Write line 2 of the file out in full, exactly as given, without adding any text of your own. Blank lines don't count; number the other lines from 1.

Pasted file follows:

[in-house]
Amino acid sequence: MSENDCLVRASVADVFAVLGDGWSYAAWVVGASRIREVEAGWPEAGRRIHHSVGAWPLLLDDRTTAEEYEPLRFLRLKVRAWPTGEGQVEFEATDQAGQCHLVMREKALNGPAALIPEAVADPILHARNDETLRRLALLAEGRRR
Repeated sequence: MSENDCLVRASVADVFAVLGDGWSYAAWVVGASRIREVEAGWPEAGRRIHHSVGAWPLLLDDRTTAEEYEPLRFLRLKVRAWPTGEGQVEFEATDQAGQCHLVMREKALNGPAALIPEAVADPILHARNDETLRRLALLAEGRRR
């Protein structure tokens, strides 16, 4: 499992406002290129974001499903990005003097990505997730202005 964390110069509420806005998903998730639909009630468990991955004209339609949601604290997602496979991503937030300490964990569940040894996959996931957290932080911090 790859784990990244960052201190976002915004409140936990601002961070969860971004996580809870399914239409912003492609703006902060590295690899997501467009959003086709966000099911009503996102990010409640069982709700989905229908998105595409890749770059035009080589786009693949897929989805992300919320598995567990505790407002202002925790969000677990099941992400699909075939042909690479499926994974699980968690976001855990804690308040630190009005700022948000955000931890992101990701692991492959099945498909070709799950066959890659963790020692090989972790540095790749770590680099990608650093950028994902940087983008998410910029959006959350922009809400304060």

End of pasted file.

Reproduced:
Amino acid sequence: MSENDCLVRASVADVFAVLGDGWSYAAWVVGASRIREVEAGWPEAGRRIHHSVGAWPLLLDDRTTAEEYEPLRFLRLKVRAWPTGEGQVEFEATDQAGQCHLVMREKALNGPAALIPEAVADPILHARNDETLRRLALLAEGRRR